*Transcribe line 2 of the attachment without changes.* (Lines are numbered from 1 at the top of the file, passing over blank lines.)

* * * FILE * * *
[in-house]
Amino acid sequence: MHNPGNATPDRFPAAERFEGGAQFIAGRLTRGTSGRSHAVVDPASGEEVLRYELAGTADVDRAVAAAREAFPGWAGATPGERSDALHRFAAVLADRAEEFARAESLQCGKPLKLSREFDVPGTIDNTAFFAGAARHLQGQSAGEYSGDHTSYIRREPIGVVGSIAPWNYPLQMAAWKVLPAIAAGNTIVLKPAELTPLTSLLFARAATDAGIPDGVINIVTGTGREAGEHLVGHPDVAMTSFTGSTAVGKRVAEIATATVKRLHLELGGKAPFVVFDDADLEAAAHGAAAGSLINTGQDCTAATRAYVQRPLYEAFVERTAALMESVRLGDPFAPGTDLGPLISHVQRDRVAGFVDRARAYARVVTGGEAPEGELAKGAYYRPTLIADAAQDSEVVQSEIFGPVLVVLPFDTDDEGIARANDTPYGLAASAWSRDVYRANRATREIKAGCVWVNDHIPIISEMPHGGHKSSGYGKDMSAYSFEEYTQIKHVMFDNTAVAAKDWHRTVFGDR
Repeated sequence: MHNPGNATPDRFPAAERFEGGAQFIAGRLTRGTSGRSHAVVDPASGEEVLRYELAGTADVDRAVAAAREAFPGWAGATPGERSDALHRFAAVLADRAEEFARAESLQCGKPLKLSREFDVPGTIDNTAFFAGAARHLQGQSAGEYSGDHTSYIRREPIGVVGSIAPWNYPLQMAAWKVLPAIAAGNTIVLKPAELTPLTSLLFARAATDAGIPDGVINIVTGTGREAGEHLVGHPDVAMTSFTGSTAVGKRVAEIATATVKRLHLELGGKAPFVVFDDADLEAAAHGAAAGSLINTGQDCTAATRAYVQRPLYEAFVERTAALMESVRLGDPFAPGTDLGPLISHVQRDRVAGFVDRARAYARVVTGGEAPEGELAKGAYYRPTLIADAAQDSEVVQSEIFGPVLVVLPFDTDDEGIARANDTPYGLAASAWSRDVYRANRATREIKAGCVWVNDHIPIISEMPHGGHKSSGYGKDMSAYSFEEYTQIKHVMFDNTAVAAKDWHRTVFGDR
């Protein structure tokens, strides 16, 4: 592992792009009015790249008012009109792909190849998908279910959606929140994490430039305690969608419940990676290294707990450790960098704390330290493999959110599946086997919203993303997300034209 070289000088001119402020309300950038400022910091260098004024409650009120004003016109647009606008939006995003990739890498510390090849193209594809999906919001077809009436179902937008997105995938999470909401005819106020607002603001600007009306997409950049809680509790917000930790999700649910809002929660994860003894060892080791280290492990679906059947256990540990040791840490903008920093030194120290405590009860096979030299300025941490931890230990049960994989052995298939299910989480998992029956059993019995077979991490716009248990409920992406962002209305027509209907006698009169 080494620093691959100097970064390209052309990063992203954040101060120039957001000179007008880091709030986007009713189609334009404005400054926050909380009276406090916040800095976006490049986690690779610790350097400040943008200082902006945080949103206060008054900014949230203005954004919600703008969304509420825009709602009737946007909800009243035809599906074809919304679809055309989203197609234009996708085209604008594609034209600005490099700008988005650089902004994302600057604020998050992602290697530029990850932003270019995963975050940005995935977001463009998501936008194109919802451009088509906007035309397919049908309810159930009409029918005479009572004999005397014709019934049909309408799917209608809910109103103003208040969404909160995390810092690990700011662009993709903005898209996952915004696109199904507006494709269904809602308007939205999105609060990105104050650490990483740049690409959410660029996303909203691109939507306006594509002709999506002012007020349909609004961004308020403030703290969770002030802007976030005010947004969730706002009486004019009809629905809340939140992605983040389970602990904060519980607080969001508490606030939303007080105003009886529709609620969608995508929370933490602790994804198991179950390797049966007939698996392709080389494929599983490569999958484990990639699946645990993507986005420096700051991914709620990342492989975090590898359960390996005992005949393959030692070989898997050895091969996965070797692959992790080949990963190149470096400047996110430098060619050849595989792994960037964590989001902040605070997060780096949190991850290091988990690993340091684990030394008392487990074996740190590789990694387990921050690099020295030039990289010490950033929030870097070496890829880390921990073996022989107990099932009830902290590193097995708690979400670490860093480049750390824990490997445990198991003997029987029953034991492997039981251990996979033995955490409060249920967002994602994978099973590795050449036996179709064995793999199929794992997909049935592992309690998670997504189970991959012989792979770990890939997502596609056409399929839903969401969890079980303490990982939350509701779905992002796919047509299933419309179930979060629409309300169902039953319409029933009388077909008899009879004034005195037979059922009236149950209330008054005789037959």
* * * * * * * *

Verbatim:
Amino acid sequence: MHNPGNATPDRFPAAERFEGGAQFIAGRLTRGTSGRSHAVVDPASGEEVLRYELAGTADVDRAVAAAREAFPGWAGATPGERSDALHRFAAVLADRAEEFARAESLQCGKPLKLSREFDVPGTIDNTAFFAGAARHLQGQSAGEYSGDHTSYIRREPIGVVGSIAPWNYPLQMAAWKVLPAIAAGNTIVLKPAELTPLTSLLFARAATDAGIPDGVINIVTGTGREAGEHLVGHPDVAMTSFTGSTAVGKRVAEIATATVKRLHLELGGKAPFVVFDDADLEAAAHGAAAGSLINTGQDCTAATRAYVQRPLYEAFVERTAALMESVRLGDPFAPGTDLGPLISHVQRDRVAGFVDRARAYARVVTGGEAPEGELAKGAYYRPTLIADAAQDSEVVQSEIFGPVLVVLPFDTDDEGIARANDTPYGLAASAWSRDVYRANRATREIKAGCVWVNDHIPIISEMPHGGHKSSGYGKDMSAYSFEEYTQIKHVMFDNTAVAAKDWHRTVFGDR